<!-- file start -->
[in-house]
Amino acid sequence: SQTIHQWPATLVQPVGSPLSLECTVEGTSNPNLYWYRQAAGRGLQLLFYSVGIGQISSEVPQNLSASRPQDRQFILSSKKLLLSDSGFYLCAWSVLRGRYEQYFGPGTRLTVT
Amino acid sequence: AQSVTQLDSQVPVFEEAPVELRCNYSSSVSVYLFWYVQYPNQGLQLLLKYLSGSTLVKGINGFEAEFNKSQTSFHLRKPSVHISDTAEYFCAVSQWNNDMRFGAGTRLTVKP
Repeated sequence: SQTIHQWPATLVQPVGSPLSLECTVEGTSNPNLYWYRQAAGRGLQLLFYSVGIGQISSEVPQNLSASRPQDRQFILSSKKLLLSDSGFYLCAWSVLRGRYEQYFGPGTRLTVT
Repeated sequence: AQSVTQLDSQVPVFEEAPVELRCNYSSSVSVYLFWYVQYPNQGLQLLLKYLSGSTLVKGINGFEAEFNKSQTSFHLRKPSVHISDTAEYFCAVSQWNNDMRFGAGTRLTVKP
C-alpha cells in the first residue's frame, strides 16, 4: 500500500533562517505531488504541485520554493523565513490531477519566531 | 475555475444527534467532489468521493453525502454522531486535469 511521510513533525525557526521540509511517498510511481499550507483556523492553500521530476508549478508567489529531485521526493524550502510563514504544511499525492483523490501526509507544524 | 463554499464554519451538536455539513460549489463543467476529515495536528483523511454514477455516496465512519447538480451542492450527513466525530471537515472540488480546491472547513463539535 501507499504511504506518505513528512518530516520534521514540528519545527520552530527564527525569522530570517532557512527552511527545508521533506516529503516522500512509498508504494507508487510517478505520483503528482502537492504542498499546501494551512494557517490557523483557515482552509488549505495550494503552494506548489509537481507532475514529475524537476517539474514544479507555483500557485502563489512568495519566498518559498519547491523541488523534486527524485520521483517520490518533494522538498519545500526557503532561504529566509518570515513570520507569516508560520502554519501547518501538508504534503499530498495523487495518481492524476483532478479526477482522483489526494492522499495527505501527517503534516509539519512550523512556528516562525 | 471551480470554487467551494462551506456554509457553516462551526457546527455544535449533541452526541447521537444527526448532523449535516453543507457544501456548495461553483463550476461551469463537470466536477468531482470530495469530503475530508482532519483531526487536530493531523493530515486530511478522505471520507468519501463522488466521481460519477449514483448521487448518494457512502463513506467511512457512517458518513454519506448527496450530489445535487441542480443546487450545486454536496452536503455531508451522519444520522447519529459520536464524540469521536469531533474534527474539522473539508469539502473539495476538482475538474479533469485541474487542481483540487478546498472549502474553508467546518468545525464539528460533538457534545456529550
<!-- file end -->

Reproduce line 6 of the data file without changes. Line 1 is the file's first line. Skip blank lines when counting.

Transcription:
C-alpha cells in the first residue's frame, strides 16, 4: 500500500533562517505531488504541485520554493523565513490531477519566531 | 475555475444527534467532489468521493453525502454522531486535469 511521510513533525525557526521540509511517498510511481499550507483556523492553500521530476508549478508567489529531485521526493524550502510563514504544511499525492483523490501526509507544524 | 463554499464554519451538536455539513460549489463543467476529515495536528483523511454514477455516496465512519447538480451542492450527513466525530471537515472540488480546491472547513463539535 501507499504511504506518505513528512518530516520534521514540528519545527520552530527564527525569522530570517532557512527552511527545508521533506516529503516522500512509498508504494507508487510517478505520483503528482502537492504542498499546501494551512494557517490557523483557515482552509488549505495550494503552494506548489509537481507532475514529475524537476517539474514544479507555483500557485502563489512568495519566498518559498519547491523541488523534486527524485520521483517520490518533494522538498519545500526557503532561504529566509518570515513570520507569516508560520502554519501547518501538508504534503499530498495523487495518481492524476483532478479526477482522483489526494492522499495527505501527517503534516509539519512550523512556528516562525 | 471551480470554487467551494462551506456554509457553516462551526457546527455544535449533541452526541447521537444527526448532523449535516453543507457544501456548495461553483463550476461551469463537470466536477468531482470530495469530503475530508482532519483531526487536530493531523493530515486530511478522505471520507468519501463522488466521481460519477449514483448521487448518494457512502463513506467511512457512517458518513454519506448527496450530489445535487441542480443546487450545486454536496452536503455531508451522519444520522447519529459520536464524540469521536469531533474534527474539522473539508469539502473539495476538482475538474479533469485541474487542481483540487478546498472549502474553508467546518468545525464539528460533538457534545456529550